By Melanie Ave
Rough. Tough. Drug-infested. Low-income. High-crime.
That’s how many people describe the location of the new Kenneth and Karen Ko Hope and a Prayer Center by the Sea, which recently opened in Far Rockaway, N.Y. — two years to the day after Superstorm Sandy ravaged the community and parts of the East Coast.
“According to the police precinct commander, it’s the worst block in the neighborhood,” said LCMS Vicar Tom Cusanelli from St. Luke Lutheran Church in Dix Hills, N.Y. “Even people in the neighborhood come over and say, ‘26th Street is crazy.’ It’s the land that time forgot.”
And that’s exactly why the center is located on a corner in Queens, in three converted storefronts, across from a laundromat and next door to a bodega, said LCMS Atlantic District President Rev. Dr. David H. Benke. Drug deals were once commonplace. The day before the center’s Oct. 29 dedication, the store next door was robbed.
“Where we are going is where the hurt is the greatest,” Benke said. “We want to bring health, encouragement and the Gospel to this part of the world.”
“No Loitering” and “No Trespassing” signs on the building have now been replaced with a blue LCMS cross.
The center’s dedication was a joyous ceremony. About 75 community, school, district, LCMS, and state and city officials crowded the 1,700-square-foot building to celebrate the culmination of the two-year effort that began in Sandy’s aftermath.
The Rev. John Fale, associate executive director of LCMS Mercy Operations, said the center gives the LCMS a needed presence in a community where it had none.
“We became aware of that right after we started our relief work from Hurricane Sandy with the Atlantic District,” he said. “The Far Rockaways was one of the hardest hit communities but had the fewest resources.”
‘Those little acts’
The Hope and a Prayer Center by the Sea is a mission outreach of the LCMS Atlantic District, in partnership with LCMS Disaster Response.
Benke said the center will provide services such as pastoral care, counseling, rental assistance, after-school programs, literacy training and food programs to a hurting community in the name of Christ.
The goal is for the center to eventually become a church plant, the first LCMS Lutheran presence within a 5-mile radius.
“We’re trying to take it one step at a time,” Benke said. “We’re not saying this is a church plant with a community center. It’s a community center that may lead to a church plant.”
During the center’s dedication, as prayers were said, thanks given and congratulatory remarks uttered inside, the sound of jackhammers from a work crew on a sewer project outside reverberated throughout the building.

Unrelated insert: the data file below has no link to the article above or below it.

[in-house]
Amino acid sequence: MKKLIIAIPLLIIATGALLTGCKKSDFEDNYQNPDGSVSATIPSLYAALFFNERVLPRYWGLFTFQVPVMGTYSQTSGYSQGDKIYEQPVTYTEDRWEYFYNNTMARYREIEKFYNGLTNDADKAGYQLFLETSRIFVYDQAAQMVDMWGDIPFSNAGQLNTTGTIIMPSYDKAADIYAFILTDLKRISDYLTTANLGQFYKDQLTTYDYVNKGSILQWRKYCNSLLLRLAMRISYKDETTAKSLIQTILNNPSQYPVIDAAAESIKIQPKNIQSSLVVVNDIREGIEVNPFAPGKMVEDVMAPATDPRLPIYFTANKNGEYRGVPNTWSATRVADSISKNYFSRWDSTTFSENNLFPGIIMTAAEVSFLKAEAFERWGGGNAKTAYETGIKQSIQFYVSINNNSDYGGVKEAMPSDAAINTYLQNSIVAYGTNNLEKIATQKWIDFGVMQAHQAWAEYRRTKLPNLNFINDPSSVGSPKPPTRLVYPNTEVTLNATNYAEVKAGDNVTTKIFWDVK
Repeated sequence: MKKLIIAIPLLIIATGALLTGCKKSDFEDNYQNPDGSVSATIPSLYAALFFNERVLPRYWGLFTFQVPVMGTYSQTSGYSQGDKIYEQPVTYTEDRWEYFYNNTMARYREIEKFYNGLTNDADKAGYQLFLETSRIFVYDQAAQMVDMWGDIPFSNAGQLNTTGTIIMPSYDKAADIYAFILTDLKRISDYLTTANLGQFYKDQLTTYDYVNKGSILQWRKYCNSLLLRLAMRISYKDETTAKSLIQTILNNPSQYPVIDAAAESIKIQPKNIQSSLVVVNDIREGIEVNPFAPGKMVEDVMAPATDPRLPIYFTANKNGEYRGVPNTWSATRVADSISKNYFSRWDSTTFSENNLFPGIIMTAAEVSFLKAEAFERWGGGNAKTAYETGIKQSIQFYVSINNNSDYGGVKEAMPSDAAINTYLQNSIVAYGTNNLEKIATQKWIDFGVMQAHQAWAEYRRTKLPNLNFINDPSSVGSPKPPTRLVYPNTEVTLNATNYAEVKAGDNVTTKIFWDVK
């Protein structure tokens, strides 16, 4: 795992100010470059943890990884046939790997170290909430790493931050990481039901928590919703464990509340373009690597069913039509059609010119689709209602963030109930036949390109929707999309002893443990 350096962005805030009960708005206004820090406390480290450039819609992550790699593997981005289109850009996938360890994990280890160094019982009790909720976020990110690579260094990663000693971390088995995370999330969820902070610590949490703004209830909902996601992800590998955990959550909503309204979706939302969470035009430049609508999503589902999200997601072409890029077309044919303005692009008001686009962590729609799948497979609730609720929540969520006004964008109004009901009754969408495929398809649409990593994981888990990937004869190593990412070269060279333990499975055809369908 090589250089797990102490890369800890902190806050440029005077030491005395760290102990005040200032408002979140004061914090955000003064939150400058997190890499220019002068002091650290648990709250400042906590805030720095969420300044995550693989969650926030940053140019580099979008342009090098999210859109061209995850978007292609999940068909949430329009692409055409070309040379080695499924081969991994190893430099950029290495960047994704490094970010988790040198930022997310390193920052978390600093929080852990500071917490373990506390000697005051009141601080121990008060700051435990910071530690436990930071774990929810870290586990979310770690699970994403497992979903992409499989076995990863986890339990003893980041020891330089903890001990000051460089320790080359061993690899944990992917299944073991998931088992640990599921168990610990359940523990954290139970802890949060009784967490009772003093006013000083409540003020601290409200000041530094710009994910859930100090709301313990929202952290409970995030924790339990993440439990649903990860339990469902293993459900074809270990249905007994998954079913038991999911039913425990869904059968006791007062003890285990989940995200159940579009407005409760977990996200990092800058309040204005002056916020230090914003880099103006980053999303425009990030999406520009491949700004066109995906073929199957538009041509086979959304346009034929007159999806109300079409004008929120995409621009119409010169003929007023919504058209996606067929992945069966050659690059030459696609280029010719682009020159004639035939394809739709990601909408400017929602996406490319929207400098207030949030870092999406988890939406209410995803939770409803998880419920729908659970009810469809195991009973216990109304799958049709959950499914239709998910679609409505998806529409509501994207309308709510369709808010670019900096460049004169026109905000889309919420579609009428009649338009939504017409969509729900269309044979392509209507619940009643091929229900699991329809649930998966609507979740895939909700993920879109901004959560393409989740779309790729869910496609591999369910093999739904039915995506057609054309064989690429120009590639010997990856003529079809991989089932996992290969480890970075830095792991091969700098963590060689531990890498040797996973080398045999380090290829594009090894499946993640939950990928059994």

It was a sign of a community still recovering from Sandy, which devastated parts of the coastline and caused catastrophic flooding in New York and New Jersey. The storm was blamed for at least 182 deaths and $65 billion in damage in the United States. Church leaders said the storm’s impact in Far Rockaway was compounded by poverty and crime.
Cusanelli, a former N.Y.C. police captain, was in the neighborhood after Sandy, serving as the Atlantic District’s recovery coordinator. He will remain there as the coordinator of the new center.
He is optimistic about the future and the impact the center will have on the community.
“One woman came up to me this morning and asked, ‘What are you going to do here?’” Cusanelli said. “She said, ‘Can I come and pray?’ I said, ‘Of course, you can come and pray.’ She started to turn and walk away and I said, ‘Excuse me, do you need prayer?’ She said, ‘Yeah.’
“I prayed right in front of the storefront today. It’s just those little acts.”
Taking care of needs
The center was the result of what Benke calls the “coalition of the willing” that came together after Sandy.
One of the willing was Kenneth Ko, a member of Glory Lutheran Church in Flushing, N.Y., who contributed $150,000 to the center, which is named in honor of his late wife, Karen.
“Ken was someone who would not be deterred,” Benke said. “He said, ‘You need the help. I’m going to give you the help.’ Thank God for Ken.”
During the center’s dedication, Director of LCMS Disaster Response Rev. Ross Johnson presented a check to the Atlantic District for $187,500 — the latest installment of the Synod’s $750,000 commitment to help start the facility. In all, LCMS Disaster Response has distributed more than $3 million as part of the Sandy short- and long-term response and recovery.
“What you are seeing is the collaboration of your brothers and sisters from across the United States,” Johnson said, after presenting an oversized check to Benke. “We know the greatest disaster that could ever befall somebody would be to die outside the Christian faith. That’s the great thing about the work being done here. It’s being done in the name of Christ.”
The Atlantic District, from donations received, committed $250,000 for the center.
After the dedication service’s benediction, Benke grabbed a branch from a plant outside, dipped it in water and prayed, “We bless this great room to the glory of God and the good of God’s people, in the name of the Father and of the Son and of the Holy Spirit. Amen.”
He walked throughout the building, sprinkling the rooms and offices in water and praying.
Soon thereafter, those who had helped make the Hope and a Prayer Center by the Sea a reality, headed outside, inviting neighbors inside, introducing themselves and giving them food.
The center was officially in business.
“The work,” Benke said, “is not going to happen inside a building.”
Melanie Ave is a staff writer with LCMS Communications.
Posted Nov. 6, 2014